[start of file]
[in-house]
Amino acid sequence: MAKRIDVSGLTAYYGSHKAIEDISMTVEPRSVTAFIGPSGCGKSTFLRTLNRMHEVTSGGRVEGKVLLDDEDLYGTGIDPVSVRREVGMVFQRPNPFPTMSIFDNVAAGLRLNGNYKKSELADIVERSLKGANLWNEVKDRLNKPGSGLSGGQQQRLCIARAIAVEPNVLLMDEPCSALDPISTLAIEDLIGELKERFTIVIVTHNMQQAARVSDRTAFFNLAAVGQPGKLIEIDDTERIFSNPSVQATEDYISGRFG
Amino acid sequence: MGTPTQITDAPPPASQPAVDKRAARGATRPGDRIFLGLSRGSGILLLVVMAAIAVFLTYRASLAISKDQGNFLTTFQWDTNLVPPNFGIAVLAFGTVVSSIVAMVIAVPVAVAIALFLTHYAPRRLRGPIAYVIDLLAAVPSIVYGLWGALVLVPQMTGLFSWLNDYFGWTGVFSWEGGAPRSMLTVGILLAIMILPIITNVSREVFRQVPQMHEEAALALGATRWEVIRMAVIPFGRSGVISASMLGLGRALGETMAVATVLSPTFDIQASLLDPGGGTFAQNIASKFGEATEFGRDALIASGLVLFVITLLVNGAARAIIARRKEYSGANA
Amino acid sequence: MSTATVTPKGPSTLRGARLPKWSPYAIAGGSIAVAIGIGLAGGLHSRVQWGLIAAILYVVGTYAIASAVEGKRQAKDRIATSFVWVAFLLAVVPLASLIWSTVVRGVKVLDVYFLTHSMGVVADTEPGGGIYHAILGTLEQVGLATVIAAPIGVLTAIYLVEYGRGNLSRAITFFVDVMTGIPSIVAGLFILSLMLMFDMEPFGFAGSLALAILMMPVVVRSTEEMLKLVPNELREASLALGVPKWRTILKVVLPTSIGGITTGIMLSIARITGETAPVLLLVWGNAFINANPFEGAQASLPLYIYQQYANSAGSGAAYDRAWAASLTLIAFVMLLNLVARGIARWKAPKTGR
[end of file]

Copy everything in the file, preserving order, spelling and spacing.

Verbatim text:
[in-house]
Amino acid sequence: MAKRIDVSGLTAYYGSHKAIEDISMTVEPRSVTAFIGPSGCGKSTFLRTLNRMHEVTSGGRVEGKVLLDDEDLYGTGIDPVSVRREVGMVFQRPNPFPTMSIFDNVAAGLRLNGNYKKSELADIVERSLKGANLWNEVKDRLNKPGSGLSGGQQQRLCIARAIAVEPNVLLMDEPCSALDPISTLAIEDLIGELKERFTIVIVTHNMQQAARVSDRTAFFNLAAVGQPGKLIEIDDTERIFSNPSVQATEDYISGRFG
Amino acid sequence: MGTPTQITDAPPPASQPAVDKRAARGATRPGDRIFLGLSRGSGILLLVVMAAIAVFLTYRASLAISKDQGNFLTTFQWDTNLVPPNFGIAVLAFGTVVSSIVAMVIAVPVAVAIALFLTHYAPRRLRGPIAYVIDLLAAVPSIVYGLWGALVLVPQMTGLFSWLNDYFGWTGVFSWEGGAPRSMLTVGILLAIMILPIITNVSREVFRQVPQMHEEAALALGATRWEVIRMAVIPFGRSGVISASMLGLGRALGETMAVATVLSPTFDIQASLLDPGGGTFAQNIASKFGEATEFGRDALIASGLVLFVITLLVNGAARAIIARRKEYSGANA
Amino acid sequence: MSTATVTPKGPSTLRGARLPKWSPYAIAGGSIAVAIGIGLAGGLHSRVQWGLIAAILYVVGTYAIASAVEGKRQAKDRIATSFVWVAFLLAVVPLASLIWSTVVRGVKVLDVYFLTHSMGVVADTEPGGGIYHAILGTLEQVGLATVIAAPIGVLTAIYLVEYGRGNLSRAITFFVDVMTGIPSIVAGLFILSLMLMFDMEPFGFAGSLALAILMMPVVVRSTEEMLKLVPNELREASLALGVPKWRTILKVVLPTSIGGITTGIMLSIARITGETAPVLLLVWGNAFINANPFEGAQASLPLYIYQQYANSAGSGAAYDRAWAASLTLIAFVMLLNLVARGIARWKAPKTGR